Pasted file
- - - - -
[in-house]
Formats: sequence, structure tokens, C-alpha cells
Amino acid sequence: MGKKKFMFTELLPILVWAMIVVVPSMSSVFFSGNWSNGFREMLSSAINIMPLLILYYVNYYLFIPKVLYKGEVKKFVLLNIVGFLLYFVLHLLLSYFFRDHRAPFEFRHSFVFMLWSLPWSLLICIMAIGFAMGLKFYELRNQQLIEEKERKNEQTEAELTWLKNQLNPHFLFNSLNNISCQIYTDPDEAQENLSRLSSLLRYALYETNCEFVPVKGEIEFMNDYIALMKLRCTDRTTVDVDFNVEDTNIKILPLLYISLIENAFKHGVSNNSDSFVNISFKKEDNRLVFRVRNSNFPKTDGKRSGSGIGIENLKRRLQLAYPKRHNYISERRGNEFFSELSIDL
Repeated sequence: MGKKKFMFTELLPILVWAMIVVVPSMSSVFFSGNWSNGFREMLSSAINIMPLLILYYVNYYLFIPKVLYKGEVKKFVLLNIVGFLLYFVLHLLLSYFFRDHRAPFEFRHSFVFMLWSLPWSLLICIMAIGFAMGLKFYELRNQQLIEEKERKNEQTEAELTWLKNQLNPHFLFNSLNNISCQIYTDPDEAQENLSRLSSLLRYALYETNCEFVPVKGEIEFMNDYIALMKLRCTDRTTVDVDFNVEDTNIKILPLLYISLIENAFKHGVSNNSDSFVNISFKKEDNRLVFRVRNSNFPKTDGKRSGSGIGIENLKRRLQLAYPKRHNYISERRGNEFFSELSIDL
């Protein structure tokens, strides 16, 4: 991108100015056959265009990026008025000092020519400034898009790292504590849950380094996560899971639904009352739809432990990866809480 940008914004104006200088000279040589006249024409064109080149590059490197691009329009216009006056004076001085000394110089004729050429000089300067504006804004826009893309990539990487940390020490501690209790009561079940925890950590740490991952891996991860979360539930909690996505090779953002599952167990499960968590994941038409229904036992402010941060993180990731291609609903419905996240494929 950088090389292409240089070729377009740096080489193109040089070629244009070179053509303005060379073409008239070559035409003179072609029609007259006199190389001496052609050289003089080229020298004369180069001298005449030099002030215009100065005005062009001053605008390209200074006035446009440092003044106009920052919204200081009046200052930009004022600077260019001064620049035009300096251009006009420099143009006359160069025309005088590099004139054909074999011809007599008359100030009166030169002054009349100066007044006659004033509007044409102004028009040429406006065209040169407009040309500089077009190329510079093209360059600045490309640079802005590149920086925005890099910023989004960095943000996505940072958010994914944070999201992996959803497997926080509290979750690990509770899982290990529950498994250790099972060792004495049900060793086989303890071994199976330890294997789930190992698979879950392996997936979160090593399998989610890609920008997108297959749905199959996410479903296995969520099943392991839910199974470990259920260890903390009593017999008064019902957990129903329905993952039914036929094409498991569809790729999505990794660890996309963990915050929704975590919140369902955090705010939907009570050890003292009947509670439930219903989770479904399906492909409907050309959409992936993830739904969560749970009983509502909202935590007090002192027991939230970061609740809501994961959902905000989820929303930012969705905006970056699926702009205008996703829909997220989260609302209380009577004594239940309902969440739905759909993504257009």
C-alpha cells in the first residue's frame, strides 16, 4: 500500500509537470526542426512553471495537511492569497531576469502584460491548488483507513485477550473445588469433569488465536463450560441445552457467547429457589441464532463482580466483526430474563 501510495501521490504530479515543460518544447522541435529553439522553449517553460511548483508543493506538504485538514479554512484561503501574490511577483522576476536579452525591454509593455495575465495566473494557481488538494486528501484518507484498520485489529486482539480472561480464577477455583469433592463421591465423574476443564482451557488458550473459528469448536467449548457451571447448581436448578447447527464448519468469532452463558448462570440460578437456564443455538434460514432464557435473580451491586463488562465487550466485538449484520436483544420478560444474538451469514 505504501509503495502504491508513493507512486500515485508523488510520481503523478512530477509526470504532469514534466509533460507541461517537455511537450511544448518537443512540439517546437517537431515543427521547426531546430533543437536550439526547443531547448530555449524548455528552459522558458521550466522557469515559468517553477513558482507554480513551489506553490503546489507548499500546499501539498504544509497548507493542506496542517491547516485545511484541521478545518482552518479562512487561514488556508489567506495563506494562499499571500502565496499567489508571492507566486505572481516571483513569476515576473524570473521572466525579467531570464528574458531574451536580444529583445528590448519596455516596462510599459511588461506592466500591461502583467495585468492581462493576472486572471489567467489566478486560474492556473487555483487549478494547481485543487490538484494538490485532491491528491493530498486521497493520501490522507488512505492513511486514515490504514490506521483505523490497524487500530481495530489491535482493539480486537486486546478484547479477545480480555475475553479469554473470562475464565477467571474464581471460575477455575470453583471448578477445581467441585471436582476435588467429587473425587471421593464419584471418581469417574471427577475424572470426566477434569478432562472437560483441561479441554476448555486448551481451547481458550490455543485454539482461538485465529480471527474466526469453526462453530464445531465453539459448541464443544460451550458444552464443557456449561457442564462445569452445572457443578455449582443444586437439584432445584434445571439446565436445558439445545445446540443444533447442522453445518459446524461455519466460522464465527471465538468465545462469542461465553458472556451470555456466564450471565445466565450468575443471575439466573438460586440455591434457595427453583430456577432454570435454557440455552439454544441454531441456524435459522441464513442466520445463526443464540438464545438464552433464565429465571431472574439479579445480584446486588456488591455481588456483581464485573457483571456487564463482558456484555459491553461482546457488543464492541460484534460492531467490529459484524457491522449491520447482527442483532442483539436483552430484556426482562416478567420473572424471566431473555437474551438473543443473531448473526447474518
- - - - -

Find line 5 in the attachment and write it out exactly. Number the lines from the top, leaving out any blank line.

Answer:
């Protein structure tokens, strides 16, 4: 991108100015056959265009990026008025000092020519400034898009790292504590849950380094996560899971639904009352739809432990990866809480 940008914004104006200088000279040589006249024409064109080149590059490197691009329009216009006056004076001085000394110089004729050429000089300067504006804004826009893309990539990487940390020490501690209790009561079940925890950590740490991952891996991860979360539930909690996505090779953002599952167990499960968590994941038409229904036992402010941060993180990731291609609903419905996240494929 950088090389292409240089070729377009740096080489193109040089070629244009070179053509303005060379073409008239070559035409003179072609029609007259006199190389001496052609050289003089080229020298004369180069001298005449030099002030215009100065005005062009001053605008390209200074006035446009440092003044106009920052919204200081009046200052930009004022600077260019001064620049035009300096251009006009420099143009006359160069025309005088590099004139054909074999011809007599008359100030009166030169002054009349100066007044006659004033509007044409102004028009040429406006065209040169407009040309500089077009190329510079093209360059600045490309640079802005590149920086925005890099910023989004960095943000996505940072958010994914944070999201992996959803497997926080509290979750690990509770899982290990529950498994250790099972060792004495049900060793086989303890071994199976330890294997789930190992698979879950392996997936979160090593399998989610890609920008997108297959749905199959996410479903296995969520099943392991839910199974470990259920260890903390009593017999008064019902957990129903329905993952039914036929094409498991569809790729999505990794660890996309963990915050929704975590919140369902955090705010939907009570050890003292009947509670439930219903989770479904399906492909409907050309959409992936993830739904969560749970009983509502909202935590007090002192027991939230970061609740809501994961959902905000989820929303930012969705905006970056699926702009205008996703829909997220989260609302209380009577004594239940309902969440739905759909993504257009």